Tuberculosis of the intestines is of very frequent occurrence. While it usually appears in phthisical patients, there are also cases of an undoubted primary intestinal tuberculosis. According to Frerichs, 1 a tuberculous affection of the ileum is found in eighty per cent of the cases of chronic pulmonary phthisis. Bayle in 1810 was the first to observe the occurrence and frequency of tuberculous ulcers of the intestine. The seat of these ulcers is principally in the ileum, especially in its lower portion. They may extend from this point downward over the colon to the rectum or upward over the entire ileum, jejunum, and even the duodenum.

1 E. Frerichs: "Beitrage zur Lehre von der Tuberculose, "Marburg. 1882.

The development of the ulcer takes place in the following way: In one of the solitary follicles a miliary tubercle forms by extensive accumulation of cells, the latter swell up; after a time a caseous degeneration appears in the centre and the swollen follicle bursts; thus a small pea-sized ulcer is formed. In the same way tuberculous processes may develop in the agminated follicles and also lead to the formation of ulcers. But whereas Peyer's patches are equally affected in their entirety in typhoid fever and intestinal catarrh, in tuberculosis the infiltrations are confined only to several follicles of the group, while others belonging to the same patch remain intact.

The ulcer enlarges either by spreading directly at the periphery or by the coalition of several defects. As a rule the extension of ulcers into the deeper layers proceeds in a line transversely to the intestinal lumen corresponding to the direction of the vessels supplying the bowels. Thus in the small intestine the ulcer spreads in a line parallel with the valvulae conniventes, and thus may form a circular defect over the entire lumen of the intestine, transversely to its longitudinal axis (the so-called tuberculous girdle ulcer). There exist, however, ulcers of an oblong or entirely irregular shape. With regard to the depth of the ulcer it usually penetrates to the muscularis and remains at a standstill there. Small tuberculous foci, however, are often met with within the latter, usually connected with the lacteals. Sometimes a destruction of the muscular layers is also present and the ulcer may advance down to the serosa and may even perforate into the peritoneal cavity.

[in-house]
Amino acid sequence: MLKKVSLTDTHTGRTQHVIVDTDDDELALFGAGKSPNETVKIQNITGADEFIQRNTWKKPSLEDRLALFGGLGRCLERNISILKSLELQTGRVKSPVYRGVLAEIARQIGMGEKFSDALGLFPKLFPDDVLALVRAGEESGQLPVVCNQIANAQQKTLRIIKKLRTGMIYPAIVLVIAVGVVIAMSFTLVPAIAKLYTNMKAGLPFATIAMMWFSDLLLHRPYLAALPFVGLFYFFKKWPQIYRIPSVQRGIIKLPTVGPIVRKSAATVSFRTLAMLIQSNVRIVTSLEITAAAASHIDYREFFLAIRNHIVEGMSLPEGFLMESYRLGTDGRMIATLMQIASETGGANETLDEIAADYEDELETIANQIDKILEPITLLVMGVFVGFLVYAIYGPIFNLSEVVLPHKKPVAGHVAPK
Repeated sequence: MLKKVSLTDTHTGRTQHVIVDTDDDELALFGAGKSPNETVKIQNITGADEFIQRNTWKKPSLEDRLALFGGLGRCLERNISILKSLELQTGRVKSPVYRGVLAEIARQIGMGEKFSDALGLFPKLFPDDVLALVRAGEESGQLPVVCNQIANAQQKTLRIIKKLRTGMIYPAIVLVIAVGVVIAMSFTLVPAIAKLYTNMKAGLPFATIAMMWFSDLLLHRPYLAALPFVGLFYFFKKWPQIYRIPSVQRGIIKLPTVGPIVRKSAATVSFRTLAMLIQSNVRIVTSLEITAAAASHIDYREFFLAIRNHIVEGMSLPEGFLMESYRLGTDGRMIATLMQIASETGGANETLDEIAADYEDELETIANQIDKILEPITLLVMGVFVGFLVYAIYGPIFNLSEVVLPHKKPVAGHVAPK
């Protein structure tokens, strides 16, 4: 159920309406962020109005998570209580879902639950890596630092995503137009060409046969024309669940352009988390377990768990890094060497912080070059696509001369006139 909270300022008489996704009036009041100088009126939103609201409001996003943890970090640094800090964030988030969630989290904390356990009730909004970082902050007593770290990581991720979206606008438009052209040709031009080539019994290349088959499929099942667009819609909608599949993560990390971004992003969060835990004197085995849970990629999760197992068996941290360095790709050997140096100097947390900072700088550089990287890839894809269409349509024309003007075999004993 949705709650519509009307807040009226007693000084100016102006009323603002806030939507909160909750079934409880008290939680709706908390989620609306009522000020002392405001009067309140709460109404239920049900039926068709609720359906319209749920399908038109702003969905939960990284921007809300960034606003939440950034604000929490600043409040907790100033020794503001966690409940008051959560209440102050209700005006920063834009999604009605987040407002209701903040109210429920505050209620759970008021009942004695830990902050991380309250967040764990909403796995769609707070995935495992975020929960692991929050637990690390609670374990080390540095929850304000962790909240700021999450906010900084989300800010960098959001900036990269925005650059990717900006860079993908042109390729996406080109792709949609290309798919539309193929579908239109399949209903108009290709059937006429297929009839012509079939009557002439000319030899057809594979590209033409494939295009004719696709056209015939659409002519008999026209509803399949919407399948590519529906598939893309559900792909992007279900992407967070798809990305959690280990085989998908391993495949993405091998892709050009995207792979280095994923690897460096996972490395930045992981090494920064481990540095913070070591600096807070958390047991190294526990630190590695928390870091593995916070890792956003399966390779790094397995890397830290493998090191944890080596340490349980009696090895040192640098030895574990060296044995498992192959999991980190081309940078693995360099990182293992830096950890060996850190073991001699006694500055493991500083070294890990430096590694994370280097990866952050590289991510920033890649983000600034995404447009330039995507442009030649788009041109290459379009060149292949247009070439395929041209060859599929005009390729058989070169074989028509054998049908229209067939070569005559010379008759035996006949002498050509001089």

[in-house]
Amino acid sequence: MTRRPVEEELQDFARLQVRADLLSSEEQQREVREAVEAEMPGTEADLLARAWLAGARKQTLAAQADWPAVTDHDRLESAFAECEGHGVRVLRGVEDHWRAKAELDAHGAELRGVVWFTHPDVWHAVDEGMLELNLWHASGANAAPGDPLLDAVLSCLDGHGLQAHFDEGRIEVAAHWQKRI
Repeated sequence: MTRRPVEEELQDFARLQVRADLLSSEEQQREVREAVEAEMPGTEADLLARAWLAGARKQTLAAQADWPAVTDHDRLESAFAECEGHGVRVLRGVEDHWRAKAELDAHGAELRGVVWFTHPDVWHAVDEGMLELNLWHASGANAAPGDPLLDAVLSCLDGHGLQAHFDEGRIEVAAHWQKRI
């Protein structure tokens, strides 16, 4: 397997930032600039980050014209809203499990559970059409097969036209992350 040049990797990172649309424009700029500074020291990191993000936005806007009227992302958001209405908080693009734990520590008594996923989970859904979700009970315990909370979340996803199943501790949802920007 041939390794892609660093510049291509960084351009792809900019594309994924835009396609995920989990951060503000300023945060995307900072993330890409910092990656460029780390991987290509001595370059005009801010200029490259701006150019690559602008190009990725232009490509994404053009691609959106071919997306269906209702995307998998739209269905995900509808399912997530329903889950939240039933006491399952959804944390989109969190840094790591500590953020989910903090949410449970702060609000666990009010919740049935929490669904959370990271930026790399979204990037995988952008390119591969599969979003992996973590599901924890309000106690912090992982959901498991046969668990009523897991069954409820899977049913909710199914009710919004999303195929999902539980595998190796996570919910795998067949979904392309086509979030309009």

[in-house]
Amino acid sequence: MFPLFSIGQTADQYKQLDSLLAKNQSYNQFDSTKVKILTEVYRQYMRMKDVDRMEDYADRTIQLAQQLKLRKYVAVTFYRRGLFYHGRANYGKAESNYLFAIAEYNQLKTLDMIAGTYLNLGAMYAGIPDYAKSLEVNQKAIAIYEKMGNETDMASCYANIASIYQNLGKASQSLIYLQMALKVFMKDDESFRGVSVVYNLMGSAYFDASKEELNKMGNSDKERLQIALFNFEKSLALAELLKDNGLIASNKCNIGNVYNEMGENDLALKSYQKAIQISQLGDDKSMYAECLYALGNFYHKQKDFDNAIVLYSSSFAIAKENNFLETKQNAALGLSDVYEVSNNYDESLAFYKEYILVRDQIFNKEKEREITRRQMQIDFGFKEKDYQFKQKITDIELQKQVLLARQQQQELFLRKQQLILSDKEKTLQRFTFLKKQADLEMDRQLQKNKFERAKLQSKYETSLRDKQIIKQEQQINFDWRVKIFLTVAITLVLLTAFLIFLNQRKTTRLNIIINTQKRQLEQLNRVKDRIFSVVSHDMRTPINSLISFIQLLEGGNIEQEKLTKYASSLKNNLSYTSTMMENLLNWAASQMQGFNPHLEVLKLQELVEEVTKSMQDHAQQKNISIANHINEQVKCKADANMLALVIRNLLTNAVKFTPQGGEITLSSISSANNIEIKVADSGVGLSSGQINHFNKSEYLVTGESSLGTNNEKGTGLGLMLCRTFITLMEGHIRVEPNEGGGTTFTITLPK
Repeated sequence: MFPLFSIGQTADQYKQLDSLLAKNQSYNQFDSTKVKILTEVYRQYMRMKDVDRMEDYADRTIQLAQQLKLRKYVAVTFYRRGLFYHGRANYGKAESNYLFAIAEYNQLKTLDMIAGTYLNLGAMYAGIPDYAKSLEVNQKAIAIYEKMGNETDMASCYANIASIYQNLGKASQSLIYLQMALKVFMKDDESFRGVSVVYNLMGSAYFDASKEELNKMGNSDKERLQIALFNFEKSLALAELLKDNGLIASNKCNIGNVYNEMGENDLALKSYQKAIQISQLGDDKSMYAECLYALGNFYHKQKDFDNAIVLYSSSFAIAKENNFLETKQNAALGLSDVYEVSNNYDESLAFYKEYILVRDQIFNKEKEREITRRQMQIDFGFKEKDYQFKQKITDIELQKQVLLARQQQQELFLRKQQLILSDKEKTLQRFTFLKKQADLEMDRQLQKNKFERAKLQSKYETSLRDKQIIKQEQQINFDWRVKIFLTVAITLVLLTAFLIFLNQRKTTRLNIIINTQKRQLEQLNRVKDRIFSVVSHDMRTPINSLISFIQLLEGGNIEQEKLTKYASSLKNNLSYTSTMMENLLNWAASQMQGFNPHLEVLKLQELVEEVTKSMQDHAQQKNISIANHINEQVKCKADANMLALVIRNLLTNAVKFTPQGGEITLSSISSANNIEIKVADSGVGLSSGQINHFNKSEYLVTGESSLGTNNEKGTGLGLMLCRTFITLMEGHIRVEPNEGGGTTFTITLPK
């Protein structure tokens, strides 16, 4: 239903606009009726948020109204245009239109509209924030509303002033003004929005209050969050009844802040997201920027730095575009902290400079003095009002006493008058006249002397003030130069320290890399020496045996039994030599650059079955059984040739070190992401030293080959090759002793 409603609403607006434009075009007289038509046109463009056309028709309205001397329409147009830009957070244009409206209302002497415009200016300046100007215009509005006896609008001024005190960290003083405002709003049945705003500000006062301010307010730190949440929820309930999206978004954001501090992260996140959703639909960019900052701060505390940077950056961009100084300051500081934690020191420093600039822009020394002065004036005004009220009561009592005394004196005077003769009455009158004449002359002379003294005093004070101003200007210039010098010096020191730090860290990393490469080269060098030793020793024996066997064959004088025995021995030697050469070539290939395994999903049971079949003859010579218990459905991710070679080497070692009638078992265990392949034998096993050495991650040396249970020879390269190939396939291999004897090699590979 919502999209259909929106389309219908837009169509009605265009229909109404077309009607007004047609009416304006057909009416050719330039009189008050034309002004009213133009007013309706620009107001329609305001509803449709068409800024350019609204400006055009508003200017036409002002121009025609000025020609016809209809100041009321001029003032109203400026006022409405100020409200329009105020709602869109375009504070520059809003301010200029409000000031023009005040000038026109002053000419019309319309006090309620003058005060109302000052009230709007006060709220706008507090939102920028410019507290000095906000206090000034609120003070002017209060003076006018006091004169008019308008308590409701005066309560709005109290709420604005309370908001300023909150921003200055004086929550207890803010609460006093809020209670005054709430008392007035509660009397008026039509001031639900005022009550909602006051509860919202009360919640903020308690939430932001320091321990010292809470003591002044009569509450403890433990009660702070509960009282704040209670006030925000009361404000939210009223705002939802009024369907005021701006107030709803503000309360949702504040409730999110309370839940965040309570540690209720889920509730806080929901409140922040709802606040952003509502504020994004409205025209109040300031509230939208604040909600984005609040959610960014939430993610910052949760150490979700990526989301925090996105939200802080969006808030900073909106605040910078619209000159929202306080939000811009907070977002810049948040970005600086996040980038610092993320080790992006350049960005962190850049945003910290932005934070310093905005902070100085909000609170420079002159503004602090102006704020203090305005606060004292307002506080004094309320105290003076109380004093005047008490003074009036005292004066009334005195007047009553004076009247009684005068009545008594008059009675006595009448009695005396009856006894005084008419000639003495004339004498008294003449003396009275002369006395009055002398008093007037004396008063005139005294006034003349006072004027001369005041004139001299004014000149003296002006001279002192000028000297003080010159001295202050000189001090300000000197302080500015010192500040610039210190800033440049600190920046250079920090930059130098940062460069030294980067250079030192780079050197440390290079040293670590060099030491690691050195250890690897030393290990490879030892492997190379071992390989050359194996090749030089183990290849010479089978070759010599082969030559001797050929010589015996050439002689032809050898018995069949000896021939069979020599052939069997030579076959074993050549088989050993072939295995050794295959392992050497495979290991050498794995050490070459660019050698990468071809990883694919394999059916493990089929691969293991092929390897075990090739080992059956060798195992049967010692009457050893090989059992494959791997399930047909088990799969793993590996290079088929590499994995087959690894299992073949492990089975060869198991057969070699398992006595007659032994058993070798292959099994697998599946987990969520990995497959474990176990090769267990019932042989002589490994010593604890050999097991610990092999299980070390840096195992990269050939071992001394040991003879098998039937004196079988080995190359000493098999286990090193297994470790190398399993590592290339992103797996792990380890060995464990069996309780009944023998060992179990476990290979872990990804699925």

The fully developed large tuberculous ulcer has an irregular shape, and mostly a bright red margin, being partly smooth, partly overlapping, sometimes undermined. Its base is pultaceous, consisting partly of decomposed tissue, partly of swollen remnants of the mucosa. Tuberculous infiltrations are noticeable here and there at the base as well as at the margin. The surroundings of the ulcer often show catarrhal changes. The serosa over it is usually in a state of chronic inflammation, being reddened, thickened, and surrounded with fibrinous exudations. Sometimes there are agglutinations with other intestinal coils, the omentum, or other immediately adjacent organs. The frequency of these peritonitic adhesions explains why perforations of tuberculous ulcers within the intestine are comparatively so rare.

Tuberculous ulcers very rarely show a tendency to heal, the process as a rule progressing steadily and leading to the formation of new nodules in the neighborhood of the margin. In very few instances, however, cicatrization of the ulcers takes place. The latter, when occurring in ulcers of girdle shape, may produce a stenosis of the intestinal lumen.

Tuberculous ulcers are very rarely primary, that is to say, developing in the intestines without a previous tuberculous affection existing in other organs. In most instances they are secondary and are met with in patients who are in a more or less advanced stage of pulmonary tuberculosis.

The ultimate cause of tuberculous processes in the intestine is Koch's tubercle bacillus. The latter may be carried into the intestinal canal with the sputum which phthisical patients swallow, or it may also, in rare instances, be ingested directly with the food. Thus, meat and milk of tuberculous cows may cause primary tuberculosis of the intestine. This condition is specially frequent in infants on account of their being fed with milk either from phthisical nurses or tuberculous cows.